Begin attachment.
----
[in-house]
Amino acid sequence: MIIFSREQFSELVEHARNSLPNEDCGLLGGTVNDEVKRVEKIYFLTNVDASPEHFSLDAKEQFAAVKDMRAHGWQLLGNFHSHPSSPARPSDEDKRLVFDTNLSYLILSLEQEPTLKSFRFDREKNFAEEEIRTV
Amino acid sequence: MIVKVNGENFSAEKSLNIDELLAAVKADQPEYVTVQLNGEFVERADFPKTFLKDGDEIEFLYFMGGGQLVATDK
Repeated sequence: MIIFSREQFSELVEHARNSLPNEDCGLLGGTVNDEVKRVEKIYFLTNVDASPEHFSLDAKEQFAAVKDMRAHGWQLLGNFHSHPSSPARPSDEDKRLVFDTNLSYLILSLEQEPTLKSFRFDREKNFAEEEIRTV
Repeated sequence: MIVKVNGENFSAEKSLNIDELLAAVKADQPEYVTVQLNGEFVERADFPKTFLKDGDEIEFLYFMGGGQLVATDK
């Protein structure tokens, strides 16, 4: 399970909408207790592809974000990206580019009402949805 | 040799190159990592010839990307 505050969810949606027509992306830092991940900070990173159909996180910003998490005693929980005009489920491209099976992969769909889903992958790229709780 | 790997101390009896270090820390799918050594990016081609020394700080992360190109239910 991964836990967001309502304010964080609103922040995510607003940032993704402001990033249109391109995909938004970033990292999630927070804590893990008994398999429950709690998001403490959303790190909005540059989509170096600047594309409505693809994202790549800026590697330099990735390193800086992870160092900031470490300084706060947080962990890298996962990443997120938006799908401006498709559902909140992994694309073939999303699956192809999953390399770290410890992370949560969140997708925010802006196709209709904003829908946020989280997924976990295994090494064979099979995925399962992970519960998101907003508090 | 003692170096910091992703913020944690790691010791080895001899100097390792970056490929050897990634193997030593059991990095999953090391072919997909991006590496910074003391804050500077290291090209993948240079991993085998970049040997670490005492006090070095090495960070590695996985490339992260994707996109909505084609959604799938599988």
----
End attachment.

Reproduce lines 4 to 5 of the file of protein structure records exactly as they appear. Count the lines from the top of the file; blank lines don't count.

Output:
Repeated sequence: MIIFSREQFSELVEHARNSLPNEDCGLLGGTVNDEVKRVEKIYFLTNVDASPEHFSLDAKEQFAAVKDMRAHGWQLLGNFHSHPSSPARPSDEDKRLVFDTNLSYLILSLEQEPTLKSFRFDREKNFAEEEIRTV
Repeated sequence: MIVKVNGENFSAEKSLNIDELLAAVKADQPEYVTVQLNGEFVERADFPKTFLKDGDEIEFLYFMGGGQLVATDK